Chaku defends residents’ right to picket according to the Public Order Act and says some policemen ‘have strong for’ the UPP

Leon Chaku Symister, an attorney-at-law, says that some high-ranking police officers continue to act politically whenever the United Progressive Party (UPP) exercises its right to picket on issues it deems of national public interest.

In the latest instance, Symister is referring to the actions of Clifton Cabral, assistant commissioner of police and head of the Criminal Investigations Department (CID), during the February 7 picket of the Prime Minister’s Office.

On Tuesday morning, Cabral sought to instruct the hundreds who had gathered to call for a public inquiry into the Antigua Airways/migrant-trafficking scandal, ordering them to move several yards away from the sidewalk directly in front of the office.

However, Symister, along with the picketers, shouted Cabral down, declaring they were aware of their rights, and refused to relocate farther than the roadway.

Symister charges that, since the 2014 General Elections when the Antigua Labour Party took office, certain members of the Police Force have decided to operate in a political fashion once a matter involves the main Opposition party.

However, he adds, the senior members of the Force who carry out the wishes of the political directorate are only a few in number.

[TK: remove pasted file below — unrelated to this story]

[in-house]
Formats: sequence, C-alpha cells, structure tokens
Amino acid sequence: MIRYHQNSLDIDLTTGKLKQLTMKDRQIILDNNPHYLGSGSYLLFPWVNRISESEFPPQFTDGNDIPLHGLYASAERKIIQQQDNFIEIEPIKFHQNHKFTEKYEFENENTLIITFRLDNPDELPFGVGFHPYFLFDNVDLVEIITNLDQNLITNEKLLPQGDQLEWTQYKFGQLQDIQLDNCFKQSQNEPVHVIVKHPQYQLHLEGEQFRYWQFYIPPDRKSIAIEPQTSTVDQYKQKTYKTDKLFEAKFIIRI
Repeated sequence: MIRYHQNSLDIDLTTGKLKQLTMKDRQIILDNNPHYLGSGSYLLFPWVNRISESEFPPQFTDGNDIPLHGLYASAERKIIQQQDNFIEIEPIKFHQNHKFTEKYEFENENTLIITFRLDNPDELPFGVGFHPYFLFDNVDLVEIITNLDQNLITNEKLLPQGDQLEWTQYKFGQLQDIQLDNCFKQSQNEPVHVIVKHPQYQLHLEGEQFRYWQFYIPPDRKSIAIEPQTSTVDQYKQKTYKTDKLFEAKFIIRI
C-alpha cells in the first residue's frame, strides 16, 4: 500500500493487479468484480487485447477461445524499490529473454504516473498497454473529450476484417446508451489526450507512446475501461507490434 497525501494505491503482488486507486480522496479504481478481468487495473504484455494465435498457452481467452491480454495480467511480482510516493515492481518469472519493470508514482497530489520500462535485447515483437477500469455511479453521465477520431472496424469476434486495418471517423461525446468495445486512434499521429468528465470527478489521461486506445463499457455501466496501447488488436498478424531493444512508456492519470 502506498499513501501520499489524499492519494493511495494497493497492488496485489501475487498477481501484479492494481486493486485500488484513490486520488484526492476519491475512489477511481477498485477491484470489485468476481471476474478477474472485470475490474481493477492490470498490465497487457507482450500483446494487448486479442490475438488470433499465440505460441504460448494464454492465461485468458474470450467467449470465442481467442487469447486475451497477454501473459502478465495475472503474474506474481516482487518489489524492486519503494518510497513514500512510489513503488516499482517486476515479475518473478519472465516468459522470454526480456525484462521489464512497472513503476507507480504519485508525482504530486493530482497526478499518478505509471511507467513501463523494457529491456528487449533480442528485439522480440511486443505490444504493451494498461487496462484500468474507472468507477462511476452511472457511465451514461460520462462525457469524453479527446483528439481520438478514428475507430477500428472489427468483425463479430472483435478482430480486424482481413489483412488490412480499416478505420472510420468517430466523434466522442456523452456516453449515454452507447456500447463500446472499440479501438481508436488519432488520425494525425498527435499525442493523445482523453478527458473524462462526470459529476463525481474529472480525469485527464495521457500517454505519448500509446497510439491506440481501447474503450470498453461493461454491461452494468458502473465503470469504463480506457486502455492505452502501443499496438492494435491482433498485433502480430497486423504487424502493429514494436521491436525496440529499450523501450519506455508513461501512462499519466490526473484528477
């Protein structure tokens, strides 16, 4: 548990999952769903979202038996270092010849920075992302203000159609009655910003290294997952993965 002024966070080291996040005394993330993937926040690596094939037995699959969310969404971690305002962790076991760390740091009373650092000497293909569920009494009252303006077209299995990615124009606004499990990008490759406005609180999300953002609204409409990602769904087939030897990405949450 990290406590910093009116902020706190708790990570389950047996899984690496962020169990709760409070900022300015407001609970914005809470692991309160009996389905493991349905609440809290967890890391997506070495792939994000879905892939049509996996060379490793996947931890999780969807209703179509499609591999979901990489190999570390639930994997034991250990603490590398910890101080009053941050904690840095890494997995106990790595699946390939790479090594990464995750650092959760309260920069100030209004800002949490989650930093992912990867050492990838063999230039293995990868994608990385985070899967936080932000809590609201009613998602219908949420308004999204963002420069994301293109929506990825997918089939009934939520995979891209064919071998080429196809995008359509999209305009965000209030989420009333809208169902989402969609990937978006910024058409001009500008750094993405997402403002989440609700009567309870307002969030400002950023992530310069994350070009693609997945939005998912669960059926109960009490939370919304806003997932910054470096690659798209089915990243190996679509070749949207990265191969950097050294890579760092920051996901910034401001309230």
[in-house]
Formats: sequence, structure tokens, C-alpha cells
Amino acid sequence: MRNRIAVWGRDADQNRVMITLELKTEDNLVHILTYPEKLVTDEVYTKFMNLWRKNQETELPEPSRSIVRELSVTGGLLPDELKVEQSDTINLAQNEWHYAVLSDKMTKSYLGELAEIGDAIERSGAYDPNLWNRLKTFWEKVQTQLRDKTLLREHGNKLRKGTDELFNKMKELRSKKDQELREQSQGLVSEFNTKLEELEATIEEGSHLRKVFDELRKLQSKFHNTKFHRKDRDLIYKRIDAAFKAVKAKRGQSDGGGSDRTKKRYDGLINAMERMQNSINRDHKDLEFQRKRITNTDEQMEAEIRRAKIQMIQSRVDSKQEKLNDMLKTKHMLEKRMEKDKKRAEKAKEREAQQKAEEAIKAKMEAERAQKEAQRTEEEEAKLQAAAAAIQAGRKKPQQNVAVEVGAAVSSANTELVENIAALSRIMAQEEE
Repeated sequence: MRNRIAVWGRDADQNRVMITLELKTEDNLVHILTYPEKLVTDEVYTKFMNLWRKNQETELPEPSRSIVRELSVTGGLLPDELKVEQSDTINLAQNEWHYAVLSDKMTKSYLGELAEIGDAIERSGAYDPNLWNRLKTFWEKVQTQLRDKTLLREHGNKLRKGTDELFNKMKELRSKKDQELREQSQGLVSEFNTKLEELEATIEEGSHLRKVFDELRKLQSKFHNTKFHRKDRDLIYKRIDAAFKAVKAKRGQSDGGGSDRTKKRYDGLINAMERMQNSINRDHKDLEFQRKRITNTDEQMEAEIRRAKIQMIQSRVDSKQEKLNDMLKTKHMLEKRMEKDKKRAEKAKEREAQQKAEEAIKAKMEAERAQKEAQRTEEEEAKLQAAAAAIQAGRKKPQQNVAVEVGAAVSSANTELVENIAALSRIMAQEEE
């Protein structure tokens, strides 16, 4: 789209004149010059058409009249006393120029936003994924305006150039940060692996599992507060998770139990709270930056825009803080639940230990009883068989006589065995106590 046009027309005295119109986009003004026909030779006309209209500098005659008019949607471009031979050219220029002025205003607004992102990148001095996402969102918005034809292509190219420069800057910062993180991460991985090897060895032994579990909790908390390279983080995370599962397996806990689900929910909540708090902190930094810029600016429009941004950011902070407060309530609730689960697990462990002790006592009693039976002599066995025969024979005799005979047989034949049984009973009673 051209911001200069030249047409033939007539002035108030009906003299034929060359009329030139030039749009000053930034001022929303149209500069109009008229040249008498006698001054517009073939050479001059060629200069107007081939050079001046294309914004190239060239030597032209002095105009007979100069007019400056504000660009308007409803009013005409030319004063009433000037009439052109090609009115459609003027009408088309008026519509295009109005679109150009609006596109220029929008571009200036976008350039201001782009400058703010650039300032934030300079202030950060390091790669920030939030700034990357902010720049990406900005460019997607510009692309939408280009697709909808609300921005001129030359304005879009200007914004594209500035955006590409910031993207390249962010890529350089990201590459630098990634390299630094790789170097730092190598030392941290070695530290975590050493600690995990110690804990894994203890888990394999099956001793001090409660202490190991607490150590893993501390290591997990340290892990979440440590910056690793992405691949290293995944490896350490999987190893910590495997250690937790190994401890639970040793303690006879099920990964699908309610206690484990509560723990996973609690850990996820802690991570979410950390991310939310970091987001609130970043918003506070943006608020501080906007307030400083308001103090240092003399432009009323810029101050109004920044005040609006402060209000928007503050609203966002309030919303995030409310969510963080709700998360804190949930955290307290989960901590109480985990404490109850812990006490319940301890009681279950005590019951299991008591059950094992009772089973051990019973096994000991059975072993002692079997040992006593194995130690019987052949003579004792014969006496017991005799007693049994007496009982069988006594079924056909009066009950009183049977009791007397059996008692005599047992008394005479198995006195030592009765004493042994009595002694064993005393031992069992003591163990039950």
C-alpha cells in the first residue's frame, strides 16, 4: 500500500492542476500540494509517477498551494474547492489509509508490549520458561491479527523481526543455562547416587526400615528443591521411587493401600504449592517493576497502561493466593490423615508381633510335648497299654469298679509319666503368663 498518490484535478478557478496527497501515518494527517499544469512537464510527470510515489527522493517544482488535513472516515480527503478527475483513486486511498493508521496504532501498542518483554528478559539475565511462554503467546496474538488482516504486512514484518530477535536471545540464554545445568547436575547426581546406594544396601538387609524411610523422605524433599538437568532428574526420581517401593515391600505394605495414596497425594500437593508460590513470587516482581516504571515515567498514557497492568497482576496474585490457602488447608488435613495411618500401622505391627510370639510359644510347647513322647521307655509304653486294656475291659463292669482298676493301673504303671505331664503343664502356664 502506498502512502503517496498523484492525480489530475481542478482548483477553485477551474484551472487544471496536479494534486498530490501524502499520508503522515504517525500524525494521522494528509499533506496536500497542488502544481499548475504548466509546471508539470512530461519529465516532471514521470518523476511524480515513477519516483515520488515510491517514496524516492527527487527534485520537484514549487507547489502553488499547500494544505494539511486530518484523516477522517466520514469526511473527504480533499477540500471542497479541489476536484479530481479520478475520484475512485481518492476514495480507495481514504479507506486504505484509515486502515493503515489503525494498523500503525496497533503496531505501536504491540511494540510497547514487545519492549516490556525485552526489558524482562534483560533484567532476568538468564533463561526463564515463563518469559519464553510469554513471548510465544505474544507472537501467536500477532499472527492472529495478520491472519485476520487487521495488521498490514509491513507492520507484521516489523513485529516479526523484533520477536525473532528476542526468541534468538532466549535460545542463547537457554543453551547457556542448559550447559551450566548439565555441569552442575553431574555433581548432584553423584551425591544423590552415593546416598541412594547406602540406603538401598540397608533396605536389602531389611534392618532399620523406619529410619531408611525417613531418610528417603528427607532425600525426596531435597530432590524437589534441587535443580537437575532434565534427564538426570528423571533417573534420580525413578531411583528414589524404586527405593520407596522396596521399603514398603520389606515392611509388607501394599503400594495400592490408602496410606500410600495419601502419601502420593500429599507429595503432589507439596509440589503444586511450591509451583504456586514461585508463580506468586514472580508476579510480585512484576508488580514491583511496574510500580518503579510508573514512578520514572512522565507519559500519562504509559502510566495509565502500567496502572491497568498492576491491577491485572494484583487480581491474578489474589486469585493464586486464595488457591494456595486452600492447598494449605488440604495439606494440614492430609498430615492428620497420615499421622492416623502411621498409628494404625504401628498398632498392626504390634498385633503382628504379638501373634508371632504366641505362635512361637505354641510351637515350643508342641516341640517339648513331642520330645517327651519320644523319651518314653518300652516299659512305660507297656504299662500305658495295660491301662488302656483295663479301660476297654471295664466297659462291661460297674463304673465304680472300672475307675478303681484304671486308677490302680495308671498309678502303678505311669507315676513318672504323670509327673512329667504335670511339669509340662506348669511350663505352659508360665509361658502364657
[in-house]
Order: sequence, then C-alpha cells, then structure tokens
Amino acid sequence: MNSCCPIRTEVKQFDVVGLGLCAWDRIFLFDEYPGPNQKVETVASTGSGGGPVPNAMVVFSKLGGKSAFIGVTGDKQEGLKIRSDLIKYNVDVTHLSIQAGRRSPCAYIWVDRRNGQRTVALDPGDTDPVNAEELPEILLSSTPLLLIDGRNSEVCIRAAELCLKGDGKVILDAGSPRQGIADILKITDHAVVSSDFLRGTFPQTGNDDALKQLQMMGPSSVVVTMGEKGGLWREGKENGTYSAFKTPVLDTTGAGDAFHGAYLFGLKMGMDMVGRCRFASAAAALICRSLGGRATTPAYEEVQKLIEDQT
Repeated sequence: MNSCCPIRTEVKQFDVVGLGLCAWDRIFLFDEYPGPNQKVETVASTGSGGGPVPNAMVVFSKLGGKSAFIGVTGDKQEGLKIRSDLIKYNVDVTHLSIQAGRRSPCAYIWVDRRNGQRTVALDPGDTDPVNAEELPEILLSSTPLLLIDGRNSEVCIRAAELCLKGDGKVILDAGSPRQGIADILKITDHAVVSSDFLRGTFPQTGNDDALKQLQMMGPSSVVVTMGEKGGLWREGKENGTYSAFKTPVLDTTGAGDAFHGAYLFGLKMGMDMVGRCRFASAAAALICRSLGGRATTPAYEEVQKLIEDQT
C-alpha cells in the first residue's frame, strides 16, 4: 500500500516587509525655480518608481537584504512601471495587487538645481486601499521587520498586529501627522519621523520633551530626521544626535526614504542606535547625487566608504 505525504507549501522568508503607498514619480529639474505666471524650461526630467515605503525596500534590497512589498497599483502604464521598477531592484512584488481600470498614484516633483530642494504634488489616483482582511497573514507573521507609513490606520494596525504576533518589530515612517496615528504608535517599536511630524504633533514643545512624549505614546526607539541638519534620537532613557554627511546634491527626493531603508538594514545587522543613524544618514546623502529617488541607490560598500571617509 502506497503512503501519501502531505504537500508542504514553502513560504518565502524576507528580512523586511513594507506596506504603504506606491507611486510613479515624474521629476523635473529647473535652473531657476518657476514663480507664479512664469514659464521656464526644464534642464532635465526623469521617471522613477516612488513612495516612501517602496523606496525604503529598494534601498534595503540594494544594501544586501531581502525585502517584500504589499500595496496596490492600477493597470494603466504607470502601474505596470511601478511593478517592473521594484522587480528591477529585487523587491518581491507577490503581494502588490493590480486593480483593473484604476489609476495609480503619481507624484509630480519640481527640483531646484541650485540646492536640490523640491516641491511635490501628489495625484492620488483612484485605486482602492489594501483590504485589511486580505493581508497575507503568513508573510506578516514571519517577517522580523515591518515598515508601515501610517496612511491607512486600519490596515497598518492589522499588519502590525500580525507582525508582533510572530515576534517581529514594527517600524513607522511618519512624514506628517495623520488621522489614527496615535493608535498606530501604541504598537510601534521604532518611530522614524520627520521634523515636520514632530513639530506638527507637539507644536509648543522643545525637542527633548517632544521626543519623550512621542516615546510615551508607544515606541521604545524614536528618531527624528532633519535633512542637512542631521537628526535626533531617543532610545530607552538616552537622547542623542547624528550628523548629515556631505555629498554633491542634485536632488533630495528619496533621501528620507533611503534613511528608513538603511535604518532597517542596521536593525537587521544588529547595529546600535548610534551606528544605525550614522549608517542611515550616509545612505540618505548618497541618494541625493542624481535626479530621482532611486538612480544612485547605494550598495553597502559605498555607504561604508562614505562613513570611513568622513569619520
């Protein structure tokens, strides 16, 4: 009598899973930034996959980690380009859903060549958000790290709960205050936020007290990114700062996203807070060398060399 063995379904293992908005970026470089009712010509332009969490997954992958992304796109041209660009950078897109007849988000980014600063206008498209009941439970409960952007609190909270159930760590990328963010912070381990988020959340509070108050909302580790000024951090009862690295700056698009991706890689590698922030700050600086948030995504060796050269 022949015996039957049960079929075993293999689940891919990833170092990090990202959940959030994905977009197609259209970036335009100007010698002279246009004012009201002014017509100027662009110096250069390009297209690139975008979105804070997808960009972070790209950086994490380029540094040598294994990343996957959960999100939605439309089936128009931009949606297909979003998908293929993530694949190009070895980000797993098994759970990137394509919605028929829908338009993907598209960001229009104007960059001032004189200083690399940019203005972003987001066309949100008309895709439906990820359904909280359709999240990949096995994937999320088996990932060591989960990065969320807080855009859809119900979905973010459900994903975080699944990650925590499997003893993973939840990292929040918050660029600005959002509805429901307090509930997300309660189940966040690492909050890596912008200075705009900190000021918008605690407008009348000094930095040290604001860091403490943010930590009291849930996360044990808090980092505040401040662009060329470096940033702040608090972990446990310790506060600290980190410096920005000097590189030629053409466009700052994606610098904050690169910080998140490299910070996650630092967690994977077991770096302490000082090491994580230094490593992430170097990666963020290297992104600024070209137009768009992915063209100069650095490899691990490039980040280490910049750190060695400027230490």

Symister makes reference to another officer who used to harass the UPP and its supporters – and who has since found himself on the other side of the law, accused of fraud – and says that Assistant Commissioner Cabral appears to have taken over the mantle.

Meanwhile, the attorney says that Tuesday is not the first time the Police have sought to infringe on the rights of citizens in this way, and he notes that there is no law dictating where they should not picket.

He says the Public Order Act speaks to a public meeting and march, which – based on the law – cannot be held within a certain distance of certain buildings.  However, he says, the Act specifically excludes picketing.  

There is a history behind the Act, which was passed in 1973, Symister explains.  The late Sir George Walter was premier of Antigua and Barbuda at the time, he says, and, in its drafting stages, specifically reserved picketing as an activity that should not be restricted.

He says that Cabral’s interpretation of the Act differs from that of the United Progressive Party.  Accordingly, no one was surprised that he showed up in order to try to intimidate the picketers on Tuesday.

What is required, according to Symister, is that picketers do not obstruct vehicular or pedestrian traffic.  Once persons abide by this stipulation, then they have a right to picket in the manner adopted by the UPP.

Symister says the UPP will not accept any illegal directive from members of the Force in the execution of their duty, and that officers should be impartial.  And he recalls that, when the Labour Party was in opposition, it was allowed to stage many protest actions without hindrance.

In November 2021, Cabral threatened residents as they picketed the Ministry of Education on issues that included the longstanding E-book saga.

From the exchange, it appeared that the senior officer wanted the picketers to remove themselves from a public place, and he threatened them with the use of force if they failed to comply.